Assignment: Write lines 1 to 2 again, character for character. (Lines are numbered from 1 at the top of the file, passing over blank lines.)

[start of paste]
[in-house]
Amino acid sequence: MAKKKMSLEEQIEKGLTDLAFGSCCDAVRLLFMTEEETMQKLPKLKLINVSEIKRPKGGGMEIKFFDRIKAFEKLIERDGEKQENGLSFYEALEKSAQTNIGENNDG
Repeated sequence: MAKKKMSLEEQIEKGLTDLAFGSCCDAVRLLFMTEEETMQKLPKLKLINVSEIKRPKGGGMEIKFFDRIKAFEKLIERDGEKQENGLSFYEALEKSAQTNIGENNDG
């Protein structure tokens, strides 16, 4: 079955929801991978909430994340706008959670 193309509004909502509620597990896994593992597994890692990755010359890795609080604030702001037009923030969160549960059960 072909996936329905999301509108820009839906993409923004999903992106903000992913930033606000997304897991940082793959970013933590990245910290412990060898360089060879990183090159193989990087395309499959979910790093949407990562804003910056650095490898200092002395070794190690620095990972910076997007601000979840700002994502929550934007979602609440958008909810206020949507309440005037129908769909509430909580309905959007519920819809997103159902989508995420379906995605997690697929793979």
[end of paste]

[in-house]
Amino acid sequence: MAKKKMSLEEQIEKGLTDLAFGSCCDAVRLLFMTEEETMQKLPKLKLINVSEIKRPKGGGMEIKFFDRIKAFEKLIERDGEKQENGLSFYEALEKSAQTNIGENNDG